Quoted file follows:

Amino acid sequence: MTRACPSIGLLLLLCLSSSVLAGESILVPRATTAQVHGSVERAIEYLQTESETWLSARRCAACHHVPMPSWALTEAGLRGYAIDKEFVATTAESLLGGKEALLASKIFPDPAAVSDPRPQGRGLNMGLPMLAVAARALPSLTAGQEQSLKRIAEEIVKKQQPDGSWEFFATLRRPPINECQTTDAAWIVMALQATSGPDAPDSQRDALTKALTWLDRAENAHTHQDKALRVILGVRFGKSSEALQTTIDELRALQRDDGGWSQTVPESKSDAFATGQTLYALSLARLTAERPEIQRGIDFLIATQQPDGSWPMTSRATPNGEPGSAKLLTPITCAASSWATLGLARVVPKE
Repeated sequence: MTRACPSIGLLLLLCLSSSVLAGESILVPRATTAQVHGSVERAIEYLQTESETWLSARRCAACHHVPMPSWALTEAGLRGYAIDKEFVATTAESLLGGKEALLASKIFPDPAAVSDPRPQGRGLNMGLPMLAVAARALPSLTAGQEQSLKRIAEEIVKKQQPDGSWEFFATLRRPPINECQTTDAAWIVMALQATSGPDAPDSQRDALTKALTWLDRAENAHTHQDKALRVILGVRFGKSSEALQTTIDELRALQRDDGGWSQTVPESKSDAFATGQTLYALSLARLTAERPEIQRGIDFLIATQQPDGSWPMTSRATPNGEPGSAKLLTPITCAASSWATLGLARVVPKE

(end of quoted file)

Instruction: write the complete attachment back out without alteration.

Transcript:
Amino acid sequence: MTRACPSIGLLLLLCLSSSVLAGESILVPRATTAQVHGSVERAIEYLQTESETWLSARRCAACHHVPMPSWALTEAGLRGYAIDKEFVATTAESLLGGKEALLASKIFPDPAAVSDPRPQGRGLNMGLPMLAVAARALPSLTAGQEQSLKRIAEEIVKKQQPDGSWEFFATLRRPPINECQTTDAAWIVMALQATSGPDAPDSQRDALTKALTWLDRAENAHTHQDKALRVILGVRFGKSSEALQTTIDELRALQRDDGGWSQTVPESKSDAFATGQTLYALSLARLTAERPEIQRGIDFLIATQQPDGSWPMTSRATPNGEPGSAKLLTPITCAASSWATLGLARVVPKE
Repeated sequence: MTRACPSIGLLLLLCLSSSVLAGESILVPRATTAQVHGSVERAIEYLQTESETWLSARRCAACHHVPMPSWALTEAGLRGYAIDKEFVATTAESLLGGKEALLASKIFPDPAAVSDPRPQGRGLNMGLPMLAVAARALPSLTAGQEQSLKRIAEEIVKKQQPDGSWEFFATLRRPPINECQTTDAAWIVMALQATSGPDAPDSQRDALTKALTWLDRAENAHTHQDKALRVILGVRFGKSSEALQTTIDELRALQRDDGGWSQTVPESKSDAFATGQTLYALSLARLTAERPEIQRGIDFLIATQQPDGSWPMTSRATPNGEPGSAKLLTPITCAASSWATLGLARVVPKE